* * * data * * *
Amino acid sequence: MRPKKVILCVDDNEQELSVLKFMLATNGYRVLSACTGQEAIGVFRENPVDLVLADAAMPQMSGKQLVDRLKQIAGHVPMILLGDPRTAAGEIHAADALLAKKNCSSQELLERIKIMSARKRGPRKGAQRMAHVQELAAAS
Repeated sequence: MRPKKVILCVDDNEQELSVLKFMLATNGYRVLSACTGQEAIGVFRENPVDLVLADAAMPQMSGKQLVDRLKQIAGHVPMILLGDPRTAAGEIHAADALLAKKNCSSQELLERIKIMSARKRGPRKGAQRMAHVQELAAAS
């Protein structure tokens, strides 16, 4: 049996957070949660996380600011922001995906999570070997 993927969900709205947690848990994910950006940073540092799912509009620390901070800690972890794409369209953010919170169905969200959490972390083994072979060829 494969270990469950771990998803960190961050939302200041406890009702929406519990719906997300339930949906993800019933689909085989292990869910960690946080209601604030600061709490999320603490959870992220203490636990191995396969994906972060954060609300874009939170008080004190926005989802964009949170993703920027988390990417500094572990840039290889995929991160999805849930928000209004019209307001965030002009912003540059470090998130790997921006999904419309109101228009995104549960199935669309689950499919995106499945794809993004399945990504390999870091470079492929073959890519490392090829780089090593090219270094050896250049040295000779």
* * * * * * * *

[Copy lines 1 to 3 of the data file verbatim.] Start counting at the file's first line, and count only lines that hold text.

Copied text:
Amino acid sequence: MRPKKVILCVDDNEQELSVLKFMLATNGYRVLSACTGQEAIGVFRENPVDLVLADAAMPQMSGKQLVDRLKQIAGHVPMILLGDPRTAAGEIHAADALLAKKNCSSQELLERIKIMSARKRGPRKGAQRMAHVQELAAAS
Repeated sequence: MRPKKVILCVDDNEQELSVLKFMLATNGYRVLSACTGQEAIGVFRENPVDLVLADAAMPQMSGKQLVDRLKQIAGHVPMILLGDPRTAAGEIHAADALLAKKNCSSQELLERIKIMSARKRGPRKGAQRMAHVQELAAAS
């Protein structure tokens, strides 16, 4: 049996957070949660996380600011922001995906999570070997 993927969900709205947690848990994910950006940073540092799912509009620390901070800690972890794409369209953010919170169905969200959490972390083994072979060829 494969270990469950771990998803960190961050939302200041406890009702929406519990719906997300339930949906993800019933689909085989292990869910960690946080209601604030600061709490999320603490959870992220203490636990191995396969994906972060954060609300874009939170008080004190926005989802964009949170993703920027988390990417500094572990840039290889995929991160999805849930928000209004019209307001965030002009912003540059470090998130790997921006999904419309109101228009995104549960199935669309689950499919995106499945794809993004399945990504390999870091470079492929073959890519490392090829780089090593090219270094050896250049040295000779």